Elmo Portee Jr. was killed last March when the van he was driving was hit by an
A Grand Jury recently decided that the officer was not driving recklessly.
Grand Jury hearings are held privately and the proceedings are kept secret. As a result, Portee's fiance felt helpless.
We spoke with the special prosecutor in the case to understand why the secret hearing was necessary.
Elmo Portee, better known as Junior, was killed at the intersection of Diebold and DuPont last march, after an
Shaunika Jones, has three children with Junior, and the couple was planning on getting married.
A Grand Jury found the officer who hit Juniors car not at fault for driving recklessly. Jones is not satisfied with the ruling.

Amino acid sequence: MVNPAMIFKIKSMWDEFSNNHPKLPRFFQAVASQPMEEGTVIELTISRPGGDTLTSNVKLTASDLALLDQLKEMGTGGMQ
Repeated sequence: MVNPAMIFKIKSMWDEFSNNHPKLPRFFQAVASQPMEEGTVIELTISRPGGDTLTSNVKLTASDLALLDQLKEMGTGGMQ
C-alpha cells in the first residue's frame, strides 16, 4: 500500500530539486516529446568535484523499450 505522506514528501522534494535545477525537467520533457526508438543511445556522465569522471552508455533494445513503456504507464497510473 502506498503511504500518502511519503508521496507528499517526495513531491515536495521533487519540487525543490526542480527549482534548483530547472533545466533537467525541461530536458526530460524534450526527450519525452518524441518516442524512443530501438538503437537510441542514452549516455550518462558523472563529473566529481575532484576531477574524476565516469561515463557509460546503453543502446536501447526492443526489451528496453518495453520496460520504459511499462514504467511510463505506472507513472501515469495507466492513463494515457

"We're not going to give up we're going to keep fighting. It isn't the end of the road," said Jones.
"This case is transparent six citizens ruled on it in addition to my own experienced eyes and I think the right decision was made," said Dan Sigler, the special prosecuting attorney.
Dan Sigler served as the special prosecutor in the grand jury hearing says there's reason behind the secrecy.
"The secrecy wasn't to keep the facts secret it was just to use the six people for their independent judgment to make the call on whether a crime had been committed or not," said Sigler.
Juniors' mother, was allowed to testify on the behalf of her son--an exception made by Sigler.
"Nobody is going to be happy when they lose a loved one in this kind of circumstance and it's a terrible thing but they were in my view given a voice," said Sigler.
Jones says nothing will replace Junior, but an apology from the officer will allow her to begin healing.
"If they would step forward and say that my baby didn't do anything wrong that would help," said Jones.